Nov 6, 2007 11:29AM - edited Nov 9, 2007 06:37AM by leafI have not learned anything new.
The 'biggest' database (the SEER database) of LCIS and nothing worse patients was the 1988-2001, had about 4500 patients, and in that time period they did not follow such relevant factors as family history, hormone use. I think mastectomy patients, whether unilateral or bilateral, were excluded.
There is not *one* new study that suggests in some cases LCIS may, in some number of circumstances, be a precursor for bc, there are *several*, from different lines of evidence.
Since there are so very few cases of LCIS (without anything worse), there are no web sites specific to LCIS (that I know of), only papers / research.
Thi largest database of studies (that I know of) is Pubmed. www.ncbi.nlm.nih.gov/sites/ent... . Your search results can be *VERY* dependent on your exact search terms. But this site usually only provides abstracts of papers, not the original papers themselves. Sometimes they do: check out the icon next to the reference.
Sometimes, after a big Google search, I have been able to find the complete original paper, but it often does not let me access the paper again.
This was a 2006 survey of almost all (?~95%) of the DCIS and LCIS (and nothing worse) cases (ie using the SEER database) in the US from 1988-2001. There were only about 4500 cases of LCIS in the SEER database during this 13 year period. CONCLUSIONS: Screening young DCIS patients more frequently and improving the follow-up care of blacks and Hispanic whites with DCIS may reduce their risk of advanced-stage breast cancer. In addition, LCIS may be a precursor rather than just an ambiguous risk factor for invasive breast cancer, and, therefore, localized treatment for LCIS may be warranted. http://www.ncbi.nlm.nih.gov/sites/entrez?Db=pubmed&Cmd=ShowDetailView&TermToSearch=16604564&ordinalpos=2&itool=EntrezSystem2.PEntrez.Pubmed.Pubmed_ResultsPanel.Pubmed_RVDocSum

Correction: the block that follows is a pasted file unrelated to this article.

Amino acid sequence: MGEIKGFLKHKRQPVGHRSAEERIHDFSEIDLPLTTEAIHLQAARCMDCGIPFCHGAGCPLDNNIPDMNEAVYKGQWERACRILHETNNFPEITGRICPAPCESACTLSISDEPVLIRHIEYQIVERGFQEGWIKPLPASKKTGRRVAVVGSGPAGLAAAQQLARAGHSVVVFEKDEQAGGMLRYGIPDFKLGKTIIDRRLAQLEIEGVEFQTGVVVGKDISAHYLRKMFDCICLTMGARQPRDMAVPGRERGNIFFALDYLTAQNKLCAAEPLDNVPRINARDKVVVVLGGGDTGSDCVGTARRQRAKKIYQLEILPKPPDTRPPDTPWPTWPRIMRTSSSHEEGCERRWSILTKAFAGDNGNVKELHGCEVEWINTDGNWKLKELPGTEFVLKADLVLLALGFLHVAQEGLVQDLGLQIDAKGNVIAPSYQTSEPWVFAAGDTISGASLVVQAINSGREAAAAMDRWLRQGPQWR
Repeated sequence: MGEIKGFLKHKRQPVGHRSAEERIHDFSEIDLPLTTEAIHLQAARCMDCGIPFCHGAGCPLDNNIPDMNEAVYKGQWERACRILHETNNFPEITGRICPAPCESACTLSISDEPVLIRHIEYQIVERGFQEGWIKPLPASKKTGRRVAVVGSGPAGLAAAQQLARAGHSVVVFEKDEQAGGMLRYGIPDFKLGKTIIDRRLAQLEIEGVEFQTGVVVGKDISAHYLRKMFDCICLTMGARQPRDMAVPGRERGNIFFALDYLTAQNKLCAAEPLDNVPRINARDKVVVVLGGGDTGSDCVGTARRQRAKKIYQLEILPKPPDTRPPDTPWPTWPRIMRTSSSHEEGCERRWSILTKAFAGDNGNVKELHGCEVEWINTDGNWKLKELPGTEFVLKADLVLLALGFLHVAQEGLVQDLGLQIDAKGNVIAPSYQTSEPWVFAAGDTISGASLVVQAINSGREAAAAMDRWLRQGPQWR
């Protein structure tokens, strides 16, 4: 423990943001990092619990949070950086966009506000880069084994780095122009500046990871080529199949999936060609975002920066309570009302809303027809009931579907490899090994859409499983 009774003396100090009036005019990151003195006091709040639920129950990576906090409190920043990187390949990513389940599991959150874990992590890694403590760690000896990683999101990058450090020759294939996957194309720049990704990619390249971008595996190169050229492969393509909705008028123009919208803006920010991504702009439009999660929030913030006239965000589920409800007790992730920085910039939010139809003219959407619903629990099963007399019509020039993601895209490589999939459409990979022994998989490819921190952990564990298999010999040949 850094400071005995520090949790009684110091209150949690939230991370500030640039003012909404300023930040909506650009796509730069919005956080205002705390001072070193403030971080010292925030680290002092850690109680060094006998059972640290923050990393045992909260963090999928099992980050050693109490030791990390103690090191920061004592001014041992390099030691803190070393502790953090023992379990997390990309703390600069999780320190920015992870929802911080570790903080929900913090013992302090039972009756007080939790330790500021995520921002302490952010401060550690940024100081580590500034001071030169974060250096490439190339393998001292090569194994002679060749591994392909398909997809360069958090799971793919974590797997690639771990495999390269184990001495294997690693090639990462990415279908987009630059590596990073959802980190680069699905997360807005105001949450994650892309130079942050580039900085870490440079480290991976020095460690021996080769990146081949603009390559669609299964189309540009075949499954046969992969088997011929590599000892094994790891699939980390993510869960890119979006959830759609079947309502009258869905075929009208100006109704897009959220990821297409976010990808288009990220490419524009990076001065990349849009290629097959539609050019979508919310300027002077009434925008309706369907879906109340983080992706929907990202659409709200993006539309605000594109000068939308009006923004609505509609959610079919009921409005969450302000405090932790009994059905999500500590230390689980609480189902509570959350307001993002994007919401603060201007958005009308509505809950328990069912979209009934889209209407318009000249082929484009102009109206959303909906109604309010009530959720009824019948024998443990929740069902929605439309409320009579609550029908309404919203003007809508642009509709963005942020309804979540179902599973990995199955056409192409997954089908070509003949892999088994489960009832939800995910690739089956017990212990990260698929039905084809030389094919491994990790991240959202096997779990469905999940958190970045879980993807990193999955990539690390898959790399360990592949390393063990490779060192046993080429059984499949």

Note: I would not be surprised if the 'codename' for 'local treatment' may be local excision, which I think is commonly done after LCIS is found on core biopsy. However, I do not know this for sure.
There are also other papers that suggest LCIS can SOMETIMES be a precursor - based on chromosome studies, such as